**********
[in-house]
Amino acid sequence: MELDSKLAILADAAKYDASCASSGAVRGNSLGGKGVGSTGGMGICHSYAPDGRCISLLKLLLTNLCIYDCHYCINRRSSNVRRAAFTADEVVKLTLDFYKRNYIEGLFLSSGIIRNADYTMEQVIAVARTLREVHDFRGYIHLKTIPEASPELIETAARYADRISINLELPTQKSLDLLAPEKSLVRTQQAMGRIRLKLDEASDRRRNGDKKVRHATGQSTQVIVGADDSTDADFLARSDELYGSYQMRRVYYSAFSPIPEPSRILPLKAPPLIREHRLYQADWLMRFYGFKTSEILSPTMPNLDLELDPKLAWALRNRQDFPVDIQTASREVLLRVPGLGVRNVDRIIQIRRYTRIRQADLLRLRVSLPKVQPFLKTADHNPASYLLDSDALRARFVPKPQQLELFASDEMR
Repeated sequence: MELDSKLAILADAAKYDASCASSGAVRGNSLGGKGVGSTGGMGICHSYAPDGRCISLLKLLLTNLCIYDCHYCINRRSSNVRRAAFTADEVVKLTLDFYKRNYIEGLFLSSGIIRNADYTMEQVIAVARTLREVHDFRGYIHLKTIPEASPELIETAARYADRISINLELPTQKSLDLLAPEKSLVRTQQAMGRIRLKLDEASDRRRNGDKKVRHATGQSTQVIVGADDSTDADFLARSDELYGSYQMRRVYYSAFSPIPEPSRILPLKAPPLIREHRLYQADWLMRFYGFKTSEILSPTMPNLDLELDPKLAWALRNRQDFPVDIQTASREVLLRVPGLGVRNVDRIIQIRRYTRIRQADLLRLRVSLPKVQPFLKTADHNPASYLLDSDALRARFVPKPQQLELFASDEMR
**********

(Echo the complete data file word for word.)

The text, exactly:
[in-house]
Amino acid sequence: MELDSKLAILADAAKYDASCASSGAVRGNSLGGKGVGSTGGMGICHSYAPDGRCISLLKLLLTNLCIYDCHYCINRRSSNVRRAAFTADEVVKLTLDFYKRNYIEGLFLSSGIIRNADYTMEQVIAVARTLREVHDFRGYIHLKTIPEASPELIETAARYADRISINLELPTQKSLDLLAPEKSLVRTQQAMGRIRLKLDEASDRRRNGDKKVRHATGQSTQVIVGADDSTDADFLARSDELYGSYQMRRVYYSAFSPIPEPSRILPLKAPPLIREHRLYQADWLMRFYGFKTSEILSPTMPNLDLELDPKLAWALRNRQDFPVDIQTASREVLLRVPGLGVRNVDRIIQIRRYTRIRQADLLRLRVSLPKVQPFLKTADHNPASYLLDSDALRARFVPKPQQLELFASDEMR
Repeated sequence: MELDSKLAILADAAKYDASCASSGAVRGNSLGGKGVGSTGGMGICHSYAPDGRCISLLKLLLTNLCIYDCHYCINRRSSNVRRAAFTADEVVKLTLDFYKRNYIEGLFLSSGIIRNADYTMEQVIAVARTLREVHDFRGYIHLKTIPEASPELIETAARYADRISINLELPTQKSLDLLAPEKSLVRTQQAMGRIRLKLDEASDRRRNGDKKVRHATGQSTQVIVGADDSTDADFLARSDELYGSYQMRRVYYSAFSPIPEPSRILPLKAPPLIREHRLYQADWLMRFYGFKTSEILSPTMPNLDLELDPKLAWALRNRQDFPVDIQTASREVLLRVPGLGVRNVDRIIQIRRYTRIRQADLLRLRVSLPKVQPFLKTADHNPASYLLDSDALRARFVPKPQQLELFASDEMR